Spotlight on Miss Tess and the Bon Ton Parade
Miss Tess is a young, Boston-based songwriter, whose “Modern Vintage” sound bridges eras and genres. True to the tradition, her vocals can soar or caress as she strums and picks her way through an array of styles- from ragtime to blues, country to swing.
Tess writes songs with the folk sensibilities of a troubadour that engage roots-devotees and newcomers alike. A typical set conjures a cast of dreamers and lovers, down on their luck and charming their ways in and out of trouble, with familiar faces mingling in the crowd, courtesy of folks like Bessie Smith and Tom Waitsóperpetual muses to her style.
This past November, Tess won the 27th biannual Open Mic Shootout at Eddie’s Attic in Decatur, Ga. As the winner, she performed on the 2008 Cayamo music cruise with headliners Emmylou Harris and Lyle Lovett.
Tess first joined the Cambridge folk scene in 2005, when she formed The Bon Ton Parade, a dynamic, solo-swapping combo, comprised of sax and clarinet, upright bass, brushes on drums, and backing harmonies.
The Bon Tons began playing at rootsy hotspots like Club Passim, The Lizard Lounge, and The Plough & Stars. In 2006 they clinched an indefinite Sunday night residency at Toad, a cozy live-music joint off of Mass Ave in Porter Square.
In May of 2007, they released their first album, entitled “Modern Vintage,” a term she coined to describe her emerging style of contemporary music strongly infused with the flavors of early jazz and its relatives.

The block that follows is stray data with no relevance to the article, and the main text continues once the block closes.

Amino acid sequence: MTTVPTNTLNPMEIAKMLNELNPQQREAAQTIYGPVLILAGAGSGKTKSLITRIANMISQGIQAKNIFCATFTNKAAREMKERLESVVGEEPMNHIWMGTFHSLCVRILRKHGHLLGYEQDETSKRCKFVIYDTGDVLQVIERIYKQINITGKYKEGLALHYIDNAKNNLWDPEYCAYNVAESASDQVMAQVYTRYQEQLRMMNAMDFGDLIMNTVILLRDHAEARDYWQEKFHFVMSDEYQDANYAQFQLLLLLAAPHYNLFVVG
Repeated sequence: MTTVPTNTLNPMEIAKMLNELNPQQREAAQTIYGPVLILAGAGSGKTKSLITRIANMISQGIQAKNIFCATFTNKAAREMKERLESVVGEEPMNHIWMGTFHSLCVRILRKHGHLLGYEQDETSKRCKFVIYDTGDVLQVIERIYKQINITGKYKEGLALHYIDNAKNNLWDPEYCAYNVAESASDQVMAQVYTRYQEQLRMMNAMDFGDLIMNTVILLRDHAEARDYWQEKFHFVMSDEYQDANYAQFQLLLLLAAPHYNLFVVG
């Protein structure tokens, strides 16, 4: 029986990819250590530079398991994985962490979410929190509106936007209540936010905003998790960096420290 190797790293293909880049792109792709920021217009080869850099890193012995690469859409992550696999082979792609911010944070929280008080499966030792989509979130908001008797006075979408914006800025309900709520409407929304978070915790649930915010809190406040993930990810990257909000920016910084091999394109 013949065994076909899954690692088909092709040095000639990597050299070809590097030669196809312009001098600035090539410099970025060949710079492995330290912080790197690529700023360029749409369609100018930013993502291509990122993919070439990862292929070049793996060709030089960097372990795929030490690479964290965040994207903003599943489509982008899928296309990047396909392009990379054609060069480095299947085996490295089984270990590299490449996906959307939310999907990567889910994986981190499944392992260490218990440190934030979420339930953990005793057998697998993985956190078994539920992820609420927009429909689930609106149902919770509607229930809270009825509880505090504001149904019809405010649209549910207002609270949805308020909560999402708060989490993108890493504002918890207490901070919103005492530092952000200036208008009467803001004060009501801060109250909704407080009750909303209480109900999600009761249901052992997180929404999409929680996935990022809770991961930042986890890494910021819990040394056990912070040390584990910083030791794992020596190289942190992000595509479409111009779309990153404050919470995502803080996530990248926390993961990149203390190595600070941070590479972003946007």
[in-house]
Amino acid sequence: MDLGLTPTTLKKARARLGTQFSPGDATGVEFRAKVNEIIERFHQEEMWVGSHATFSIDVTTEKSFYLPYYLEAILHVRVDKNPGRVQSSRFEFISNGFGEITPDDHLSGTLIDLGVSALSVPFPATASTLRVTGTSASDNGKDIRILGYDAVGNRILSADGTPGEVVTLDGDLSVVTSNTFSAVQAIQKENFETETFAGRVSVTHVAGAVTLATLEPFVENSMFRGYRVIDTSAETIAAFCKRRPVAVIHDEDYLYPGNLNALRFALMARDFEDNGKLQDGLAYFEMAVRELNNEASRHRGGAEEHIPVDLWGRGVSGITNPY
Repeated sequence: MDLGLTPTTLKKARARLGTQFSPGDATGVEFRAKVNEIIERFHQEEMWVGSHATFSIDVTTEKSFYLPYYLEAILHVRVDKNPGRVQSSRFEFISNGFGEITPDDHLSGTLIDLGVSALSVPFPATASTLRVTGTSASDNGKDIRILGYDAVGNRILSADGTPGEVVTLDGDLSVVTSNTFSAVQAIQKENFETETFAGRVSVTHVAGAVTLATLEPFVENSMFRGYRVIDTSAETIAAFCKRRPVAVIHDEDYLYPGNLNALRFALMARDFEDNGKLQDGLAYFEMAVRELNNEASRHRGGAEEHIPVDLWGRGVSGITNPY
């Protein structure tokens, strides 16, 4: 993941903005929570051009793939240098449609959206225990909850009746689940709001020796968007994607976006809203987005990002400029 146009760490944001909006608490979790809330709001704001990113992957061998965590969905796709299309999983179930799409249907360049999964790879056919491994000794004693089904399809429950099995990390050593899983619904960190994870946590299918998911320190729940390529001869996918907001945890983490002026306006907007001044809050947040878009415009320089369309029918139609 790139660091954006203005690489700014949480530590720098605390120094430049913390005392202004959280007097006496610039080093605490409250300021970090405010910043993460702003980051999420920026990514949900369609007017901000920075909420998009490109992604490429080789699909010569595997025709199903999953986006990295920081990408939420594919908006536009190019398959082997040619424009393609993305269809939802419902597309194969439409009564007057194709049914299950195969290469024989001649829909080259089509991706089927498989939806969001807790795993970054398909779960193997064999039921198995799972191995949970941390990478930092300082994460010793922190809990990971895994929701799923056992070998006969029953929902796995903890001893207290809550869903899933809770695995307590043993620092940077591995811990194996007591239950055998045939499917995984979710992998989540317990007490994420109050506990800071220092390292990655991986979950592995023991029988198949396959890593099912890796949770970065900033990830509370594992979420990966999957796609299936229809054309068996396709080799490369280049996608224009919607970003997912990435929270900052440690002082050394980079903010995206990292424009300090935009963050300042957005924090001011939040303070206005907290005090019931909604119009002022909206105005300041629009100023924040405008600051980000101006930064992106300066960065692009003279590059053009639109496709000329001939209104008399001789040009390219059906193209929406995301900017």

In 2007, Tess also recorded “When Tomorrow Comes,” an album comprised of jazz standards in the vein of Duke Ellington and Fats Waller, alongside two original compositions. The album’s release party was held at the historic Blues Alley in Washington D.C. where Tess sang to a sold out crowd.
Much of her style stems from her musical upbringing. In her Baltimore youth, Tess was lullabied by the sounds of her father’s Big Band rehearsing in a basement below her bedroom. Her mother played upright bass, and large jam parties were a familiar household sound.
Tess studied classical piano as a child, and in her teens, began banging out her first few chords on an acoustic guitar. By her early 20’s, she had fallen in love with the likes of Ella Fitzgerald and Sarah Vaughn and her guitar playing took a turn for the better under the tutelage of local jazzer Steve Abshire.
Celebrating Independence Day at The Blue Vine this Friday: Miss Tess on guitar and vocals, Alec Spiegelman on sax/clarinet, Paul Dilley on upright bass and Gillian DeLear on percussion. There will be a $5 cover at the door.
The Blue Vine is located at 209 S. Main St. They will be open Friday 11 a.m.-midnight. Miss Tess performs 8:30-11:30 p.m.
For more information call 704-797-0093.
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